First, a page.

Taking Offense: Is It Tattling?

 Have you ever been offended?  

It is impossible to go through life without experiencing that hurt which comes from a unkind word, or a questionable glance. When these things happen we are left to wonder and assume what the person really thinks of us and if they intended to offend.

Children especially have a tendency to take offense to small actions and words. A mother asked me this about her daughter who has a problem with being offended.

How do I help my eight year old daughter stop tattling on friends and family members? She takes offense by so many things. And, she seems to want to get other people in trouble to make herself look good. What do I do to stop this?”

The other day I had a group of children over playing at my home. One of our visitors came to me with a very pouty face and tattled on behaviors of two of the other children. The child told me that one person was rude because they told her she shouldn’t play with the toy she was playing with. Then she said another child was also mean because she said to the group, “Melissa can’t have sugar so don’t give her a candy.”

Melissa was the girl talking to me and it was true that she was not allowed to have sugar, but she didn’t like people talking about it. She thought it was rude and she was very offended.

What Did I Do?

The first thing to do, if this is a new behavior, is to check the facts. So, I called all the children together for a meeting about the incident. Melissa was given the first opportunity to tell what happened, and then one by one each child told the events of the situation from their perspective.

After listening to all the children it was very clear that Melissa had a habit of looking for reasons to be offended. The other children hadn’t done anything wrong. They told her not to play with a real cell phone and tried to honor her family rule about sugar. She was the one who read more into their words than was really there.

Adults Do This Too

Have you ever known a person to do this? I knew a woman once who was always analyzing what people did or said after the incident. She would assume a lot and often times make evil intentions appear ‘out of thin air.’ This woman had a hard time keeping friends. She was far to busy judging people to actually feel love for them and just couldn’t find anyone who didn’t eventually offend her.

Are all people rude all the time? Certainly not. She was just in the habit of seeing the world and people as offensive. Her actions were prideful and they led to much unhappiness and unrest. I felt bad for her. She had chosen so much sadness.

Step Two

After the talk confirmed that Melissa had made up her own sadness and tried to get other people in trouble at the same time I knew I needed to talk to her alone. I asked her to stay after the meeting for a talk. The very first thing I did in the talk was describe the situation and how she had chosen to react to the words said. I then gave her a rationale for why her reaction was wrong. As part of this explanation I told her it was worse to choose to be offended by another than to be the person to say bad things. I also told her how she could keep herself from not being offended next time she was tempted to feel bad about what someone said and how to know when it was appropriate to go tell moms or dads. These are the four things I told her to do.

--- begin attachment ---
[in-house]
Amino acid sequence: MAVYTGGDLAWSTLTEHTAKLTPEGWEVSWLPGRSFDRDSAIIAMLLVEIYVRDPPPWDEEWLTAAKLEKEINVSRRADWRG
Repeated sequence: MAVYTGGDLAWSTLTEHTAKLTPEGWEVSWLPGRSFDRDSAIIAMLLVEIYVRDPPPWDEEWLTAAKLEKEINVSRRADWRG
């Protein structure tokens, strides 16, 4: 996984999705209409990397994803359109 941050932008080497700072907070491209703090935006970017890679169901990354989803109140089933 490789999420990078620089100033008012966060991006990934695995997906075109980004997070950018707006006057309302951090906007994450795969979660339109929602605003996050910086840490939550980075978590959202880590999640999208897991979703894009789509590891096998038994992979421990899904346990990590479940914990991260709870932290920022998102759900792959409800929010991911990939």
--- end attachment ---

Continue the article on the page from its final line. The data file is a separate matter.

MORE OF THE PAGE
1. Assume the best of the person instead of the worst as soon as a hurtful feeling comes. A good way to switch your attitude is to be grateful for the other person.

2. If you feel they don’t completely understand something, kindly disagree.  She could have said, “Londyn, I know we don’t usually have sugar, but we can have it sometimes.  If I ask my mom, I might be able to have this candy.”

3. Choose to be okay with not always getting your way.  And, play happy with your friends even if you thought something happened that might be unkind. I call this accepting a no answer.

4. Only go tell on people when something dangerous is happening or someone is bloody etc.  If you go tell on someone for not sharing a toy, you are most likely tattling.

Melissa looked at me with great interest when I talked with her about what I knew she was doing inside her head that would destroy her relationships, and how she could keep herself more happy by consciously choosing not to be offended. She said she would try to think better of other people.

Is Taking Offense Tattling Then?

Many times the reason our children come tattle on us is because they have decided to assume someone is being mean or rude. They want to make that other person look bad because they felt bad about what was said or done to them. Who are we kidding? Adults do this too. That’s why gossip happens.

Gossip is just tattling for older people, and we all get sucked into it from time to time. We just need to see it for what it is and opt out.

Wanting To Get People In Trouble